The BJP’s at­tempt to force a deal in the decades-old Ma­ha­dayi wa­ter-shar­ing dis­pute has left peo­ple in both states an­gry

India Today - - STATES - By Ki­ran D. Tare and Aravind Gowda

BJP pres­i­dent Amit Shah’s at­tempt to force a set­tle­ment of the two-decade-old wa­ter dis­pute be­tween Goa and Karnataka ahead of the assem­bly elec­tions in the south­ern state seems to be back­fir­ing.

Com­ing in the wake of a De­cem­ber 21, 2017, meet­ing be­tween Manohar Par­rikar and Karnataka BJP chief B.S. Yed­dyu­rappa—at the in­stance of Shah—the Goa chief min­is­ter’s pro­posal to re­lease 7.56 TMC ft of wa­ter from the Ma­ha­dayi river to Karnataka is be­ing vo­cif­er­ously op­posed, not just by vol­un­tary groups but also mem­bers of Goa’s ten­u­ous coali­tion gov­ern­ment. Yed­dyu­rappa let the ‘pol­i­tics’ of the move out of the bag in point­ing out that the ad­di­tional wa­ter would “end the thirst” in north Karnataka, where the BJP hopes to make ma­jor gains in the com­ing polls. The wa­ter is­sue can in­flu­ence poll out­comes in at least 25 out of the 224 assem­bly seats in Karnataka, where elec­tions are due in May.

Orig­i­nat­ing in Karnataka, the Ma­ha­dayi flows 78 per cent of its course as the Man­dovi in Goa, where some 43 per cent of the state’s pop­u­la­tion de­pends on the river for its drink­ing wa­ter needs. While Par­rikar has claimed that the de­ci­sion will not com­pro­mise Goa’s in­ter­ests, his coali­tion part­ners, par­tic­u­larly the lead­er­ship of the Goa For­ward Party (GFP)—whose sup­port is crit­i­cal to the in­cum­bent gov­ern­ment—are ev­i­dently not con­vinced. “Man­dovi (Ma­ha­dayi) is the only wa­ter re­source for our state. We won’t com­pro­mise with the peo­ple’s in­ter­est,” says GFP leader and the state’s wa­ter re­sources min­is­ter Vinod Pa­lyekar.

For­mer Goa ad­vo­cate-gen­eral At­maram Nad­karni be­lieves there’s a more sin­is­ter de­sign. The real is­sue, he says, is not north Karnataka’s drink­ing wa­ter needs but the neigh­bour­ing state’s plan to con­struct eight up­stream dams on the Ma­ha­dayi. “If they con­struct those dams, not a drop of wa­ter will per­co­late down to Goa,” says Nad­karni, who is rep­re­sent­ing his state at the Ma­ha­dayi Wa­ter Dis­pute Tri­bunal. He also ar­gues that north Karnataka’s Bel­gaum district is al­ready wa­ter sur­plus with its 22 rivers. Join­ing the clam­our, the Ma­ha­dayi Bachao Ab­hiyan, a coali­tion of Goa-based en­vi­ron­men­tal­ists, warns that Karnataka’s plan to di­vert the river wa­ter would sound the death knell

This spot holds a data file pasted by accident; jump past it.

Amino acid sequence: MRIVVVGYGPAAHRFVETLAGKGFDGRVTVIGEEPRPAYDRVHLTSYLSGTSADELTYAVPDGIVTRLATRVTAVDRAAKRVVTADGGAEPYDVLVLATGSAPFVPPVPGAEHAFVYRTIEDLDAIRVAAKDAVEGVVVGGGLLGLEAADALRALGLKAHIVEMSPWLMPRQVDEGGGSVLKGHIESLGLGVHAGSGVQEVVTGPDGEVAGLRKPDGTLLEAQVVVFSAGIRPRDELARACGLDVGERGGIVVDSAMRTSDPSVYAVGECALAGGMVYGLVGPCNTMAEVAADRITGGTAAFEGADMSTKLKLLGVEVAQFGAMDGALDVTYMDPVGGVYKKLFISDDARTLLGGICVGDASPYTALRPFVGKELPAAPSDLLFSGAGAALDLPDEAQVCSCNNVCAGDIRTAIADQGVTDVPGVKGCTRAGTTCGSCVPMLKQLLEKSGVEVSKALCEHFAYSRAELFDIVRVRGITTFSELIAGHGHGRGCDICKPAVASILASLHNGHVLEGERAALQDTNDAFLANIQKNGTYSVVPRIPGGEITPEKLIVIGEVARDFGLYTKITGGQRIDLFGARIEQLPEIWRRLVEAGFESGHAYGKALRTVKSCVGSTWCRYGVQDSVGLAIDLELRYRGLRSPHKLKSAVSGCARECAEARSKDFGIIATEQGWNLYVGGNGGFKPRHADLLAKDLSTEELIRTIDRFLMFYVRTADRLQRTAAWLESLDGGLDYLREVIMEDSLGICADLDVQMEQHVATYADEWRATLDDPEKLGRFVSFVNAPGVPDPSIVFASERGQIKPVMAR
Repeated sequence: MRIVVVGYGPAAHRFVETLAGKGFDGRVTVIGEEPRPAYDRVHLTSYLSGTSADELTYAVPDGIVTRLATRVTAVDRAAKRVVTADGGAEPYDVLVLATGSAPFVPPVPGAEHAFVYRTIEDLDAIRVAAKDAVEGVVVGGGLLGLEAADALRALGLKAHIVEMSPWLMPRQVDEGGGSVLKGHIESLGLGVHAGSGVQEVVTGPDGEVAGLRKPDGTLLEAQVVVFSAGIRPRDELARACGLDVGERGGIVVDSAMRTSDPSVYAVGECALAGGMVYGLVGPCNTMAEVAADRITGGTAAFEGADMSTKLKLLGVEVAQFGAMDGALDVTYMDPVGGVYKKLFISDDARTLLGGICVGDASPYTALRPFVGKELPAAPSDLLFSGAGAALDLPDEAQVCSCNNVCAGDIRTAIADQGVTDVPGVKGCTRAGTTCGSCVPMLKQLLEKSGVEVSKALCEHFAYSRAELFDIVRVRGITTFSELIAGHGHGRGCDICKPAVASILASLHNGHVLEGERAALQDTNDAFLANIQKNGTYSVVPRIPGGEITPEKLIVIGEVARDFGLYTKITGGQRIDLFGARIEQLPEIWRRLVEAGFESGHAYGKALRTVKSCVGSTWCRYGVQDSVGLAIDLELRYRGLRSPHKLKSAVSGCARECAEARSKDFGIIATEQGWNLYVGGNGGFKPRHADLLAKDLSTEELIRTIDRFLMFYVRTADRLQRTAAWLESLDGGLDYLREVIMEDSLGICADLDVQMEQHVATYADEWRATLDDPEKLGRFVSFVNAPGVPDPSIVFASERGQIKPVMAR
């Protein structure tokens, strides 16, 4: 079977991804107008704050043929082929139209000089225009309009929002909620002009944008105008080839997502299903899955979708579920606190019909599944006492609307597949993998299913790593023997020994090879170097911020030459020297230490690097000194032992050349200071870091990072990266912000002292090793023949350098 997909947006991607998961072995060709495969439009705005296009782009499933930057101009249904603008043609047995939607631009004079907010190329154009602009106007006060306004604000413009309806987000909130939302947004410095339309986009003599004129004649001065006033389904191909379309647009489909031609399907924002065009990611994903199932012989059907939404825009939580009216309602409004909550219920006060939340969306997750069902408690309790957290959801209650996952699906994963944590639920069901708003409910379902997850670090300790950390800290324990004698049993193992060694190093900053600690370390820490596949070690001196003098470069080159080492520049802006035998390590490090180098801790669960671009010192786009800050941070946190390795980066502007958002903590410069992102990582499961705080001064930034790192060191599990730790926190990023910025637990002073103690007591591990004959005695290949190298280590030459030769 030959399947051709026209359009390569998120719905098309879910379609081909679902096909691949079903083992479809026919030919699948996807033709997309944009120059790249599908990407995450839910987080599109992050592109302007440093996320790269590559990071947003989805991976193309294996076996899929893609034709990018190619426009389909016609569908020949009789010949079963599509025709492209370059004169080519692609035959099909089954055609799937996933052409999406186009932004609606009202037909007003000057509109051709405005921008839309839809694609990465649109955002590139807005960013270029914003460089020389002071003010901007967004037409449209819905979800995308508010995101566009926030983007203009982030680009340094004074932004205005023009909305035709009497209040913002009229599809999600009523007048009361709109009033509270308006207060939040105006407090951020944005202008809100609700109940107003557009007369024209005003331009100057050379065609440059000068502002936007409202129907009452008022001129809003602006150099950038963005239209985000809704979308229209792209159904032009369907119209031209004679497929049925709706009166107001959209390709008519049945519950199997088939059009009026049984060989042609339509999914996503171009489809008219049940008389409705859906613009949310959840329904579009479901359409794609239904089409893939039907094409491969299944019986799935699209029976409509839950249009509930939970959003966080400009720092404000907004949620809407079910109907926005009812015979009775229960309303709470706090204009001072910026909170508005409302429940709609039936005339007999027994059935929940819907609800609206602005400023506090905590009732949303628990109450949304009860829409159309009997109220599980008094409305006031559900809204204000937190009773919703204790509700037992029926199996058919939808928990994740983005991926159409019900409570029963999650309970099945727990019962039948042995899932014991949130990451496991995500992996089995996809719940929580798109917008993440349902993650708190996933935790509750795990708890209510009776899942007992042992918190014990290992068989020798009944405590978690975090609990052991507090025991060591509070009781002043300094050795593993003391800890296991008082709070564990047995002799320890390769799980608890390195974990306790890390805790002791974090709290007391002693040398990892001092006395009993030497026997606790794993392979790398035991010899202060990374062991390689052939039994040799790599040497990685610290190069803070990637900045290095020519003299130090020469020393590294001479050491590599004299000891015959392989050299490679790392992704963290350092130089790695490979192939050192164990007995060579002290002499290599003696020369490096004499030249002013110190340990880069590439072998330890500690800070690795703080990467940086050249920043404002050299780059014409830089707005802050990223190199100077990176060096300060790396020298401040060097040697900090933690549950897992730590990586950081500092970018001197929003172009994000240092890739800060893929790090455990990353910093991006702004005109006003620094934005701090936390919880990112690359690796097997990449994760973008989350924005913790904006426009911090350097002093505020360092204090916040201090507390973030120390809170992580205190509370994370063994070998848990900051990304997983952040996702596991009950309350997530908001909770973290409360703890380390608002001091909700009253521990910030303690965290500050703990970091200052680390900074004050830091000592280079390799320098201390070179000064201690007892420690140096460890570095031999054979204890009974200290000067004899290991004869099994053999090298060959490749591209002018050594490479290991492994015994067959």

The wa­ter is­sue can in­flu­ence poll out­comes in 25 of the 224 seats in Karnataka. Polls are due in May

for five ma­jor sanc­tu­ar­ies in the state. They say the Ma­ha­dayi, Bondla, Ma­havir, Dr Salim Ali Bird Sanc­tu­ary and the Mollen Na­tional Park will be im­per­illed.

The dis­pute over the Ma­ha­dayi river dates back to the 1980s when the Malaprabha dam failed to pro­vide enough ir­ri­ga­tion to farm­land in its com­mand area. The Wa­ter Re­sources De­vel­op­ment Or­gan­i­sa­tion (WRDO) has re­ported a 17 TMC ft deficit from the dam. Karnataka has been de­mand­ing 7.56 TMC ft since 2002 but Goa has re­fused to com­ply, lead­ing to the es­tab­lish­ment of the tri­bunal in Novem­ber 2010.

Be­sides the storm of protests in Goa, the BJP is fac­ing sig­nif­i­cant flak in Karnataka too. Although Yed­dyu­rappa held out Goa CM Par­rikar’s De­cem­ber 2017 letter as proof that the dis­pute had been “re­solved”, there has been grow­ing crit­i­cism since noth­ing has changed on the ground. In fact, thou­sands of an­gry farm­ers pick­eted BJP’s Ben­galuru of­fice through the last week of De­cem­ber, ac­cus­ing Yed­dyu­rappa of “mis­lead­ing” them.

Quick to seize the op­por­tu­nity, Karnataka’s Congress lead­er­ship ac­cused “Par­rikar and Yed­dyu­rappa of en­act­ing a drama ahead of the assem­bly polls” in the state. “The farm­ers have caught his (Yed­dyu­rappa’s) lie,” chief min­is­ter Sid­dara­ma­iah scoffed. Join­ing in the rum­pus, Janata Dal (Sec­u­lar) lead­ers, led by for­mer CM H.D. Ku­maraswamy, have also ac­cused the BJP of “be­tray­ing” the state’s farm­ers. Though un­nerved by the furore, Yed­dyu­rappa, on Jan­uary 11, claimed that Karnataka’s Congress lead­ers were “de­lib­er­ately politi­cis­ing” an is­sue that had been am­i­ca­bly re­solved with the help of Par­rikar.


NO SHAR­ING File photo of a protest held in Ben­galuru in De­cem­ber against the Ma­ha­dayi wa­ter tri­bunal

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